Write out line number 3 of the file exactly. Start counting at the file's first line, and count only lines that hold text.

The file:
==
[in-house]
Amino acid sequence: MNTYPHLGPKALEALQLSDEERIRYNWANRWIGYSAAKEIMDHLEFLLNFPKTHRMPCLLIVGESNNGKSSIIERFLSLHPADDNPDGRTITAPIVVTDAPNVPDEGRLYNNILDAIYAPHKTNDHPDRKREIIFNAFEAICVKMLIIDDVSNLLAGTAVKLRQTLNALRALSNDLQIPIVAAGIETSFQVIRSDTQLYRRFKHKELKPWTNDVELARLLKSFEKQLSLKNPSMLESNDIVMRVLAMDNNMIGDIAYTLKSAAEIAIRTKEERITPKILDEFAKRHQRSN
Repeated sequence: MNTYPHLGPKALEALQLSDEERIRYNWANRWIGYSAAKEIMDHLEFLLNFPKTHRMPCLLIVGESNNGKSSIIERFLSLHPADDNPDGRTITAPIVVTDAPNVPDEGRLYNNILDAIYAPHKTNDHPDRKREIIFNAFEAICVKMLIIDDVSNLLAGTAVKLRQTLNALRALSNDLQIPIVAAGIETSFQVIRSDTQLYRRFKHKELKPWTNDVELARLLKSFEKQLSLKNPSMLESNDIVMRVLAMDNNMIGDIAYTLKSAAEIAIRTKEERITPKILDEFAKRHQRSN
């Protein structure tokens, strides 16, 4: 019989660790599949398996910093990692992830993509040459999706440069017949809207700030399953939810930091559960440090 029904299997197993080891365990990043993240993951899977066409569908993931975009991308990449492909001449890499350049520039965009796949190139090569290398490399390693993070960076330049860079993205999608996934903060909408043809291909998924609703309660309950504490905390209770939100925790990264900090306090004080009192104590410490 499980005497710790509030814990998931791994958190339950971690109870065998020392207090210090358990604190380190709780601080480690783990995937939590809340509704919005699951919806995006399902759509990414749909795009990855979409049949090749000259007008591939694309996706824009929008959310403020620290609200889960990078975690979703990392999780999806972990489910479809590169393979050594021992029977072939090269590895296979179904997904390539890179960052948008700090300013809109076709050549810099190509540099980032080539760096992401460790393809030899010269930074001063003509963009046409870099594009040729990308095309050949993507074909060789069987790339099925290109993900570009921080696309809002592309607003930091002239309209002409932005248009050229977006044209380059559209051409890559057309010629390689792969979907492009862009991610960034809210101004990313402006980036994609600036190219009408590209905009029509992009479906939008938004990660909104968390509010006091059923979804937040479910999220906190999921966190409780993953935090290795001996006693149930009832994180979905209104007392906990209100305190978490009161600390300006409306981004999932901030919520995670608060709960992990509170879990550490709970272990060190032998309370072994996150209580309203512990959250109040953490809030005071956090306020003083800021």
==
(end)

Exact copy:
Repeated sequence: MNTYPHLGPKALEALQLSDEERIRYNWANRWIGYSAAKEIMDHLEFLLNFPKTHRMPCLLIVGESNNGKSSIIERFLSLHPADDNPDGRTITAPIVVTDAPNVPDEGRLYNNILDAIYAPHKTNDHPDRKREIIFNAFEAICVKMLIIDDVSNLLAGTAVKLRQTLNALRALSNDLQIPIVAAGIETSFQVIRSDTQLYRRFKHKELKPWTNDVELARLLKSFEKQLSLKNPSMLESNDIVMRVLAMDNNMIGDIAYTLKSAAEIAIRTKEERITPKILDEFAKRHQRSN